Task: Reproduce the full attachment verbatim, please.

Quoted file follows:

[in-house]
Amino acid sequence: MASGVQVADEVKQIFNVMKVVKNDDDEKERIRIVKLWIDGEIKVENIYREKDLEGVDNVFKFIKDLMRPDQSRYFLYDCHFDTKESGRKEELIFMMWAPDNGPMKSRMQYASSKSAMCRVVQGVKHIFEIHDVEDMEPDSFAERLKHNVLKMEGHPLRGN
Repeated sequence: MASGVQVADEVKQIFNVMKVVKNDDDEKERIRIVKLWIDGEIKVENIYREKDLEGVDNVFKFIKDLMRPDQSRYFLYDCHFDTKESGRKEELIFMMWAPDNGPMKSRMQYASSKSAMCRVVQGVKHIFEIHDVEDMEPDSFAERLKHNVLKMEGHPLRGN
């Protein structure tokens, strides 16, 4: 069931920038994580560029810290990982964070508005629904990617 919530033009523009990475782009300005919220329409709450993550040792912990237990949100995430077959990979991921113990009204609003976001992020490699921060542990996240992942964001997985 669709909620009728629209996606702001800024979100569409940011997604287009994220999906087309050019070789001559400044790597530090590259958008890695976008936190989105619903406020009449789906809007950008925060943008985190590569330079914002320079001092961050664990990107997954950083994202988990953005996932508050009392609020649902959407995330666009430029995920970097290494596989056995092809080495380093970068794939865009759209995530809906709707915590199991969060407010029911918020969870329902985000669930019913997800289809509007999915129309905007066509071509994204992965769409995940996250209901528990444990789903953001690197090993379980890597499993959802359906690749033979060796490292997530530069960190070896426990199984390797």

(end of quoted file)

[in-house]
Amino acid sequence: MASGVQVADEVKQIFNVMKVVKNDDDEKERIRIVKLWIDGEIKVENIYREKDLEGVDNVFKFIKDLMRPDQSRYFLYDCHFDTKESGRKEELIFMMWAPDNGPMKSRMQYASSKSAMCRVVQGVKHIFEIHDVEDMEPDSFAERLKHNVLKMEGHPLRGN
Repeated sequence: MASGVQVADEVKQIFNVMKVVKNDDDEKERIRIVKLWIDGEIKVENIYREKDLEGVDNVFKFIKDLMRPDQSRYFLYDCHFDTKESGRKEELIFMMWAPDNGPMKSRMQYASSKSAMCRVVQGVKHIFEIHDVEDMEPDSFAERLKHNVLKMEGHPLRGN
């Protein structure tokens, strides 16, 4: 069931920038994580560029810290990982964070508005629904990617 919530033009523009990475782009300005919220329409709450993550040792912990237990949100995430077959990979991921113990009204609003976001992020490699921060542990996240992942964001997985 669709909620009728629209996606702001800024979100569409940011997604287009994220999906087309050019070789001559400044790597530090590259958008890695976008936190989105619903406020009449789906809007950008925060943008985190590569330079914002320079001092961050664990990107997954950083994202988990953005996932508050009392609020649902959407995330666009430029995920970097290494596989056995092809080495380093970068794939865009759209995530809906709707915590199991969060407010029911918020969870329902985000669930019913997800289809509007999915129309905007066509071509994204992965769409995940996250209901528990444990789903953001690197090993379980890597499993959802359906690749033979060796490292997530530069960190070896426990199984390797």